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Signs and Symptoms of Adderall Use in the Workplace

Signs and Symptoms of Adderall Use in the Workplace


The use of the psychostimulant amphetamine Adderall is again on the rise. Due to its ability to increase attention and concentration it has become the drug of choice among the college crowd and those looking to gain a competitive edge in sports, the classroom, and in the workplace.  In fact, the demand for Adderall became so dramatic in 2012 that the federal government had to act to combat shortages of the drug.

It stands to reason that use of Adderall in the university would carry over into the workplace as students graduate and find themselves in yet another competitive environment. Quest Diagnostics, the nation’s largest toxicology laboratory reported in their 2014 Drug Testing Index Report that for the first time in 10 years the positivity rate for workplace drug testing increased and attributed it to “a rise in marijuana and amphetamines (use)” and things look to be getting worse. The proliferation of the drug can be reliably tracked by simply looking at the amount produced each year. Since the drug is classified as a schedule II drug, yearly production is controlled by the DEA.  In 1990, 417 kg of amphetamine was produced; in 2012 the number was 25,300 kg. The number is doubling every few years.

Safety risks and other problems of use in the workplace

If Adderall helps performance and concentration, what’s the big deal? Here’s a few reasons…

Employee health:

  • Loss of appetite can cause stress and malnutrition
  • Sleep deprivation and physical exhaustion
  • Paranoia and psychosis
  • Can be highly addictive
  • Withdrawal symptoms – extreme agitation, irritability and (ironically) an inability to focus
  • Long term use can cause anhedonia, or the inability to feel a sense of enjoyment or pleasure without the aid of some chemical stimulant
  • Increased violent behavior
  • Possibility of overdose – hallucinations, convulsions and possible death

Productivity and Safety: Any short-term increases on concentration and productivity are simply outweighed by the potential negative effects on the employees physical and mental health. Even with the perceived good intentions, Adderall abusers, especially those performing safety sensitive duties pose a significant risk to their selves, their co-workers and possibly the public. In addition, long-term users will find that the benefits they thought they were receiving from use disappear as they become sleep deprived, overworked, exhausted and unfocused. As with other stimulants, users may develop a need to take larger doses over time to receive the same effect further worsening their problem.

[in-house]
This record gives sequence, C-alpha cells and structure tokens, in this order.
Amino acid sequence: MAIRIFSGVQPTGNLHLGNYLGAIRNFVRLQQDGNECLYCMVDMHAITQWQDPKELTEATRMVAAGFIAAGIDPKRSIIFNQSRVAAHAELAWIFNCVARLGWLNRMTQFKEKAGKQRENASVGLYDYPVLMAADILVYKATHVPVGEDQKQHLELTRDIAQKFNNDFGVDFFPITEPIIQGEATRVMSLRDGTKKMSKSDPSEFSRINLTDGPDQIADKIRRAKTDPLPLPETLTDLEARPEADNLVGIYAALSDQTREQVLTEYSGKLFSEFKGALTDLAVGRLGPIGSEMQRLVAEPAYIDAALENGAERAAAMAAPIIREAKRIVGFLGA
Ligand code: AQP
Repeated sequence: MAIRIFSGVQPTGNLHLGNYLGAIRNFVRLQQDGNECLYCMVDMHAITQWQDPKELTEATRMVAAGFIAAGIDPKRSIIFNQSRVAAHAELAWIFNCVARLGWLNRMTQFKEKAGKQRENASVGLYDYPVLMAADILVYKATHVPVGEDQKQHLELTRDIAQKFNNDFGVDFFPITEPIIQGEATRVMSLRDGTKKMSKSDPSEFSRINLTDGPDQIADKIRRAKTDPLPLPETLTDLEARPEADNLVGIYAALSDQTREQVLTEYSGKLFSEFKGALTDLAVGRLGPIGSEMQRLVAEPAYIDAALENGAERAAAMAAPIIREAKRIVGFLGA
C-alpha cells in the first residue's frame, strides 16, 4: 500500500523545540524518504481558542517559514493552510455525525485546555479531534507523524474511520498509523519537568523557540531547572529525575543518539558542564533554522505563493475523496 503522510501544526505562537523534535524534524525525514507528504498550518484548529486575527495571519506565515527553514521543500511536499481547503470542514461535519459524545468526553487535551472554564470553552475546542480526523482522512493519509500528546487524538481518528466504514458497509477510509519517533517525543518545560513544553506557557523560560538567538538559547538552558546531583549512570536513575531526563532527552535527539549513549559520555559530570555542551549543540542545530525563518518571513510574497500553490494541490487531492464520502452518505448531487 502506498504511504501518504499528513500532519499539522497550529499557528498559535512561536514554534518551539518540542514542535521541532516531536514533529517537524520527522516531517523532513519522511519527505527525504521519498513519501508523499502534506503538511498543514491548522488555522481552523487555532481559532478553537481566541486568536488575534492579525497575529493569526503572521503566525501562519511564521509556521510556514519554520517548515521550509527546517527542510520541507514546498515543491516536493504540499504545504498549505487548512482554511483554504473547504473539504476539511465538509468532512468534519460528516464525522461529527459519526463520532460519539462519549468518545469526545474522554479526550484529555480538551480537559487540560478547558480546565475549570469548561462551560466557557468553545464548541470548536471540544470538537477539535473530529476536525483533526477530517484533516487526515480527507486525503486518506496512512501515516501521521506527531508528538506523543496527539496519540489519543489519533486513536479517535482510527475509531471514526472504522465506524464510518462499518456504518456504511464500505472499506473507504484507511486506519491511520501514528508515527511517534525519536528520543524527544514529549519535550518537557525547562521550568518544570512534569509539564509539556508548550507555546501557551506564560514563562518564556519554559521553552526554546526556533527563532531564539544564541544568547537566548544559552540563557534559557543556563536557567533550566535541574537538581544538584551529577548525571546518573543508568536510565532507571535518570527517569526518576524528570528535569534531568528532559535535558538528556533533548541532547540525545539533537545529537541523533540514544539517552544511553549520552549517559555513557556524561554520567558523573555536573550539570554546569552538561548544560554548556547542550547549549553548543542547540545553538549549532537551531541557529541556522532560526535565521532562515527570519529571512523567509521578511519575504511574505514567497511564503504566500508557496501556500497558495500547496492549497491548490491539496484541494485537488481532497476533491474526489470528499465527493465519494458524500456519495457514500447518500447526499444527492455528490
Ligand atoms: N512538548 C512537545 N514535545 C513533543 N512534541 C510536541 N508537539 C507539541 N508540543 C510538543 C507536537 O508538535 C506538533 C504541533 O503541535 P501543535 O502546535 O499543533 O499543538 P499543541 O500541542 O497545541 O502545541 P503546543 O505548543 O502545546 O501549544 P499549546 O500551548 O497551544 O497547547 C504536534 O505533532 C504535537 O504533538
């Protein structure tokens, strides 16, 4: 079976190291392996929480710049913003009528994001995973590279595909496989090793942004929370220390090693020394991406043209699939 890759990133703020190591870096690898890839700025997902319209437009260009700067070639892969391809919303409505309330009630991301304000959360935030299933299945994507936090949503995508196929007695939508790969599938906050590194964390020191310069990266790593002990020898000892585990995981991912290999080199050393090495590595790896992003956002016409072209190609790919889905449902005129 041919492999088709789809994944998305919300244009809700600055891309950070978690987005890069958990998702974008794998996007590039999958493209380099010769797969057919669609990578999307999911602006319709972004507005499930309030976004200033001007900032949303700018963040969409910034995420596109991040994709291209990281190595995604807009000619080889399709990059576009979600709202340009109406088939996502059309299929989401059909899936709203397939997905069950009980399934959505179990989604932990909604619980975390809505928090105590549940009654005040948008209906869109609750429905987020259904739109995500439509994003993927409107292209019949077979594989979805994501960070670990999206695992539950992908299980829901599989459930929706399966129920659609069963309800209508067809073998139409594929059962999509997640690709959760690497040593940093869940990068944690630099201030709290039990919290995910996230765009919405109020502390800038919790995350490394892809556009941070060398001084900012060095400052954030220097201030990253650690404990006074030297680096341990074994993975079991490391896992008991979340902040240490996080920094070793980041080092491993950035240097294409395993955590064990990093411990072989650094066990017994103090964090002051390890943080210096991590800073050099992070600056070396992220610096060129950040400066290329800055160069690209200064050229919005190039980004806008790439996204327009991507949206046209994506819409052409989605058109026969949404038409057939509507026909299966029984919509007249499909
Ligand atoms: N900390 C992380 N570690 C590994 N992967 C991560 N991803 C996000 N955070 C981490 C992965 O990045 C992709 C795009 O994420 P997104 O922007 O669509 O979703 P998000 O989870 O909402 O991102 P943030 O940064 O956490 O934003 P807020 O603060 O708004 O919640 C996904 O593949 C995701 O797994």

Adderall in the workplace

Since the drug is available by valid prescription it is possible that employees will have a legitimate prescription for Adderall. However because the drug is so easy to come by it is very likely that many employees would be abusing the drug without prescription. The difference in dealing with employee with a prescription and an employee without prescription is beyond the scope of this post, however any supervisor with the authority to make a reasonable suspicion determination should review their workplace drug policy, and have a good understanding of state and federal law as it relates to prescription drug use. There’s a good article written in OHS (Occupational Health and Safety) .

Companies with employees performing safety sensitive duties such as driving a DOT regulated vehicle, flying a plane, driving a bus, working with hazardous materials, etc. need to be extra vigilant in their efforts to ensure employees exhibiting signs and symptoms of use or abuse are interviewed and possibly drug tested when necessary.

Signs and Symptoms

When looking for signs and symptoms of Adderall abuse supervisors should be looking for ‘deviations from the norm’ in the employees typical behavior, attitudes and physical characteristics.  For example, if an employee is exhibiting an elevated level of alertness and excitement but has always historically exhibited those characteristics then those particular signs and symptoms would be a weak indicator of use. You looking for signs that would be abnormal for that individual.


Alertness | Highly Energetic | Abnormal Level of Confidence |  Reduced Apeitite | Raised Pulse | Rapid Breathing | Over Excitement | Dry Mouth | Pupil Dilation | Abnormally Talkative | Sweating | Restlessness | Irritability | Anxiety | Aggression | Coordination Difficulty | Headaches


Physical Exhaustion | Depressed Mood | Sleepiness | Mood Swings | Over Sleeping | Depression | Anxiety | Irritability


Paranoia | Delusions | Hallucinations | Severe Anxiety | Poor Judgement | Depression | Suicidal Thoughts | Exhaustion | Weight Loss | Malnutrition provides online training for DOT supervisor training, DOT employee drug awareness training, and drug free workplace drug and alcohol awareness training.

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